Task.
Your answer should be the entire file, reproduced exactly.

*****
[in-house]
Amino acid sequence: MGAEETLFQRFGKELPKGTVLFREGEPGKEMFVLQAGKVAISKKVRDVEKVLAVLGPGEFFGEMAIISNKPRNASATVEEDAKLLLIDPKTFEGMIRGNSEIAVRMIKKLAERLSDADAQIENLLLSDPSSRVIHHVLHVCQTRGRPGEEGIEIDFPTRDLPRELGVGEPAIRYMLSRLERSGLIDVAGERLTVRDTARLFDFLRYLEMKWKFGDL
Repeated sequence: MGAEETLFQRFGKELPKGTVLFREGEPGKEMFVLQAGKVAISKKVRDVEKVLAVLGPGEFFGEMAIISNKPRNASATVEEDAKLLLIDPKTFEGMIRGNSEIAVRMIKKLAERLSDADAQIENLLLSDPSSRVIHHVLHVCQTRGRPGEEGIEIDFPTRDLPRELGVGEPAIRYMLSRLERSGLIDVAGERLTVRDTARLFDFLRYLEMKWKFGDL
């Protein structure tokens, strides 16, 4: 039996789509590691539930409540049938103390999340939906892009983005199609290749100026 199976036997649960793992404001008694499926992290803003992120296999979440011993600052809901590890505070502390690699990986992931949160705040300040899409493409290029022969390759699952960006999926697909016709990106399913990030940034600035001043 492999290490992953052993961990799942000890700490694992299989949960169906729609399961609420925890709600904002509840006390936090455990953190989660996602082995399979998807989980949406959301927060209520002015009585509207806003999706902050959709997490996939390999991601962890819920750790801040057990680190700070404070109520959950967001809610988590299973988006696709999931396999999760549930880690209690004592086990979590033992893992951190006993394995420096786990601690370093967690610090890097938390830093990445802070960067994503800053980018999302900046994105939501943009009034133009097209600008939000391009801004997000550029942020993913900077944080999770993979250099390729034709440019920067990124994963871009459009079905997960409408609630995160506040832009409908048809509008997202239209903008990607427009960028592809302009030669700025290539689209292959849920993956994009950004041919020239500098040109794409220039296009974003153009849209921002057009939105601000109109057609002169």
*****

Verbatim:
[in-house]
Amino acid sequence: MGAEETLFQRFGKELPKGTVLFREGEPGKEMFVLQAGKVAISKKVRDVEKVLAVLGPGEFFGEMAIISNKPRNASATVEEDAKLLLIDPKTFEGMIRGNSEIAVRMIKKLAERLSDADAQIENLLLSDPSSRVIHHVLHVCQTRGRPGEEGIEIDFPTRDLPRELGVGEPAIRYMLSRLERSGLIDVAGERLTVRDTARLFDFLRYLEMKWKFGDL
Repeated sequence: MGAEETLFQRFGKELPKGTVLFREGEPGKEMFVLQAGKVAISKKVRDVEKVLAVLGPGEFFGEMAIISNKPRNASATVEEDAKLLLIDPKTFEGMIRGNSEIAVRMIKKLAERLSDADAQIENLLLSDPSSRVIHHVLHVCQTRGRPGEEGIEIDFPTRDLPRELGVGEPAIRYMLSRLERSGLIDVAGERLTVRDTARLFDFLRYLEMKWKFGDL
């Protein structure tokens, strides 16, 4: 039996789509590691539930409540049938103390999340939906892009983005199609290749100026 199976036997649960793992404001008694499926992290803003992120296999979440011993600052809901590890505070502390690699990986992931949160705040300040899409493409290029022969390759699952960006999926697909016709990106399913990030940034600035001043 492999290490992953052993961990799942000890700490694992299989949960169906729609399961609420925890709600904002509840006390936090455990953190989660996602082995399979998807989980949406959301927060209520002015009585509207806003999706902050959709997490996939390999991601962890819920750790801040057990680190700070404070109520959950967001809610988590299973988006696709999931396999999760549930880690209690004592086990979590033992893992951190006993394995420096786990601690370093967690610090890097938390830093990445802070960067994503800053980018999302900046994105939501943009009034133009097209600008939000391009801004997000550029942020993913900077944080999770993979250099390729034709440019920067990124994963871009459009079905997960409408609630995160506040832009409908048809509008997202239209903008990607427009960028592809302009030669700025290539689209292959849920993956994009950004041919020239500098040109794409220039296009974003153009849209921002057009939105601000109109057609002169």